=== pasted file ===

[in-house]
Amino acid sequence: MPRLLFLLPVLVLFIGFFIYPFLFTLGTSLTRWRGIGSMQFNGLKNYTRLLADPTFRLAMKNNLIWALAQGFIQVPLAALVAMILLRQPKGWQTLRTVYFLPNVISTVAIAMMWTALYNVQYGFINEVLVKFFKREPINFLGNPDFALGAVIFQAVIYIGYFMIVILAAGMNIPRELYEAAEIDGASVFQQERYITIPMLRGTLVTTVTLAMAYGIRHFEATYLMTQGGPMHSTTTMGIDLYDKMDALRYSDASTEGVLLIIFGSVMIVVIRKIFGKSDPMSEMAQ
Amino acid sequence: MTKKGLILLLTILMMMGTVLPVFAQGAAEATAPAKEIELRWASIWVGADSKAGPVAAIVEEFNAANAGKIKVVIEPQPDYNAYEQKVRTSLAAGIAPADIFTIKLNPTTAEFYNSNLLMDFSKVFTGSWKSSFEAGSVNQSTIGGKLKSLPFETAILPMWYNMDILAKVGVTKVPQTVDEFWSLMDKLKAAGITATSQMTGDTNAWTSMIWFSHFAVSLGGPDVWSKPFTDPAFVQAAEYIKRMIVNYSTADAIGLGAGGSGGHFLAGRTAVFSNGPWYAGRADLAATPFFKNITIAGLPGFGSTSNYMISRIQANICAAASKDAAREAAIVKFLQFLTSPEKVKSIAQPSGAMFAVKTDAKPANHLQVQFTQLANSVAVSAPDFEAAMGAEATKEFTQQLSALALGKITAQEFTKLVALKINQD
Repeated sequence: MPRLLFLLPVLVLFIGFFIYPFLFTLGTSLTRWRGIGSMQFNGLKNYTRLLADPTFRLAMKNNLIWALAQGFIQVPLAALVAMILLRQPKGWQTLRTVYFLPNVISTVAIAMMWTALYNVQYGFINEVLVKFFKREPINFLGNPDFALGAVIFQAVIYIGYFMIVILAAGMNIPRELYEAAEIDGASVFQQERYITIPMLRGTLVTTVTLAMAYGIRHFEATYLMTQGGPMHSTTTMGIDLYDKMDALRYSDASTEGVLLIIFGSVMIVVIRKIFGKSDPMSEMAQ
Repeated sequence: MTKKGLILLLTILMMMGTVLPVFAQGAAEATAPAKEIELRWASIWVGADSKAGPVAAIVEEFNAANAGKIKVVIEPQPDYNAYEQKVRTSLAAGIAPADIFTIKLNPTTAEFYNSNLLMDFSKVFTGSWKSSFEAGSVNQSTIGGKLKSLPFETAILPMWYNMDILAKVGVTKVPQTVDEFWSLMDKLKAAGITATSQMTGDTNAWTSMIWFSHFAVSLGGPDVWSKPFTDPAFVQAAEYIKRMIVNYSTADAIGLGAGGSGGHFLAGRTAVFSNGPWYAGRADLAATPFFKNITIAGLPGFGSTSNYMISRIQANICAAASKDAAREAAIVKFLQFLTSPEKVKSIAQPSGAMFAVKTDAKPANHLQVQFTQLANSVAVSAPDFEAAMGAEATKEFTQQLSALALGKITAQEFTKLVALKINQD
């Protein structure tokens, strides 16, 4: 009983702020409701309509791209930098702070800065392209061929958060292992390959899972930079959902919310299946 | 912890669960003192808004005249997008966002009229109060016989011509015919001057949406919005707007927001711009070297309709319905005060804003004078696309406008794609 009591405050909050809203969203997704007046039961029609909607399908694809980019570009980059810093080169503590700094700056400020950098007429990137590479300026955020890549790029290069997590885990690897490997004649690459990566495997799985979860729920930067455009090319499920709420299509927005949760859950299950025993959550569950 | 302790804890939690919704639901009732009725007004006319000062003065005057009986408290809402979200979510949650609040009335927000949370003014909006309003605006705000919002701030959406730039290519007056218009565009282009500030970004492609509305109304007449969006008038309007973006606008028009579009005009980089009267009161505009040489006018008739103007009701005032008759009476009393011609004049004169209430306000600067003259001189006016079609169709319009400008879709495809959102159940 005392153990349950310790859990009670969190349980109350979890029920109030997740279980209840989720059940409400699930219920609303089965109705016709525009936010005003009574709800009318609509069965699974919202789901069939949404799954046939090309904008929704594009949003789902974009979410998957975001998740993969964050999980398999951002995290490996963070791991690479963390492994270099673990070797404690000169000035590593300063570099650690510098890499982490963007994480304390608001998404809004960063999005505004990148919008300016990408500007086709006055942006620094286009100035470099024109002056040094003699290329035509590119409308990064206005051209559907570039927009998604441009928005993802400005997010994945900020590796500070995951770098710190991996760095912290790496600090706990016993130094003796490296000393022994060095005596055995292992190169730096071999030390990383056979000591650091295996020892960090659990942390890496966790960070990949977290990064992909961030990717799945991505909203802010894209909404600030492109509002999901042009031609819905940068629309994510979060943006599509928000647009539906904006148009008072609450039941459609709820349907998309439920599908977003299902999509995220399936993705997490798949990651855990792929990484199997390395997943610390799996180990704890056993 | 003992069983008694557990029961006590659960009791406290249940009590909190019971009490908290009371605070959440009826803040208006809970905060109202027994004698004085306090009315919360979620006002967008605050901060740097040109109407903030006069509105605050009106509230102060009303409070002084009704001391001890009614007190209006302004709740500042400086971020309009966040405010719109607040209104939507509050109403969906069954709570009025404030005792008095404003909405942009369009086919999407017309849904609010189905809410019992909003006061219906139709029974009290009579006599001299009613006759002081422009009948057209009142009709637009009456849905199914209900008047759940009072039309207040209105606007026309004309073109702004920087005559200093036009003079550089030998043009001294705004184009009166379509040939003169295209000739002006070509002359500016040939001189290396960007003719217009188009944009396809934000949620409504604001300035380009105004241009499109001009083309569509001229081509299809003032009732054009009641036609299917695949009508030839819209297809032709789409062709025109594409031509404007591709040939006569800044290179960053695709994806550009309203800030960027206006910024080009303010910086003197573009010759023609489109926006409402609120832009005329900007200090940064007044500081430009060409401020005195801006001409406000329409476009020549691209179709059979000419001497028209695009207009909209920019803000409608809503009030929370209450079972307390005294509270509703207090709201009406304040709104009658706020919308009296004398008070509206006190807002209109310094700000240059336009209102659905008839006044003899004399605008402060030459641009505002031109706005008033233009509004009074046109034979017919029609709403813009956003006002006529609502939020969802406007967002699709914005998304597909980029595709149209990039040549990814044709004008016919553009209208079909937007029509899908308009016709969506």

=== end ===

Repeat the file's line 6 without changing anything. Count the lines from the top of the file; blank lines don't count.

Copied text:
């Protein structure tokens, strides 16, 4: 009983702020409701309509791209930098702070800065392209061929958060292992390959899972930079959902919310299946 | 912890669960003192808004005249997008966002009229109060016989011509015919001057949406919005707007927001711009070297309709319905005060804003004078696309406008794609 009591405050909050809203969203997704007046039961029609909607399908694809980019570009980059810093080169503590700094700056400020950098007429990137590479300026955020890549790029290069997590885990690897490997004649690459990566495997799985979860729920930067455009090319499920709420299509927005949760859950299950025993959550569950 | 302790804890939690919704639901009732009725007004006319000062003065005057009986408290809402979200979510949650609040009335927000949370003014909006309003605006705000919002701030959406730039290519007056218009565009282009500030970004492609509305109304007449969006008038309007973006606008028009579009005009980089009267009161505009040489006018008739103007009701005032008759009476009393011609004049004169209430306000600067003259001189006016079609169709319009400008879709495809959102159940 005392153990349950310790859990009670969190349980109350979890029920109030997740279980209840989720059940409400699930219920609303089965109705016709525009936010005003009574709800009318609509069965699974919202789901069939949404799954046939090309904008929704594009949003789902974009979410998957975001998740993969964050999980398999951002995290490996963070791991690479963390492994270099673990070797404690000169000035590593300063570099650690510098890499982490963007994480304390608001998404809004960063999005505004990148919008300016990408500007086709006055942006620094286009100035470099024109002056040094003699290329035509590119409308990064206005051209559907570039927009998604441009928005993802400005997010994945900020590796500070995951770098710190991996760095912290790496600090706990016993130094003796490296000393022994060095005596055995292992190169730096071999030390990383056979000591650091295996020892960090659990942390890496966790960070990949977290990064992909961030990717799945991505909203802010894209909404600030492109509002999901042009031609819905940068629309994510979060943006599509928000647009539906904006148009008072609450039941459609709820349907998309439920599908977003299902999509995220399936993705997490798949990651855990792929990484199997390395997943610390799996180990704890056993 | 003992069983008694557990029961006590659960009791406290249940009590909190019971009490908290009371605070959440009826803040208006809970905060109202027994004698004085306090009315919360979620006002967008605050901060740097040109109407903030006069509105605050009106509230102060009303409070002084009704001391001890009614007190209006302004709740500042400086971020309009966040405010719109607040209104939507509050109403969906069954709570009025404030005792008095404003909405942009369009086919999407017309849904609010189905809410019992909003006061219906139709029974009290009579006599001299009613006759002081422009009948057209009142009709637009009456849905199914209900008047759940009072039309207040209105606007026309004309073109702004920087005559200093036009003079550089030998043009001294705004184009009166379509040939003169295209000739002006070509002359500016040939001189290396960007003719217009188009944009396809934000949620409504604001300035380009105004241009499109001009083309569509001229081509299809003032009732054009009641036609299917695949009508030839819209297809032709789409062709025109594409031509404007591709040939006569800044290179960053695709994806550009309203800030960027206006910024080009303010910086003197573009010759023609489109926006409402609120832009005329900007200090940064007044500081430009060409401020005195801006001409406000329409476009020549691209179709059979000419001497028209695009207009909209920019803000409608809503009030929370209450079972307390005294509270509703207090709201009406304040709104009658706020919308009296004398008070509206006190807002209109310094700000240059336009209102659905008839006044003899004399605008402060030459641009505002031109706005008033233009509004009074046109034979017919029609709403813009956003006002006529609502939020969802406007967002699709914005998304597909980029595709149209990039040549990814044709004008016919553009209208079909937007029509899908308009016709969506």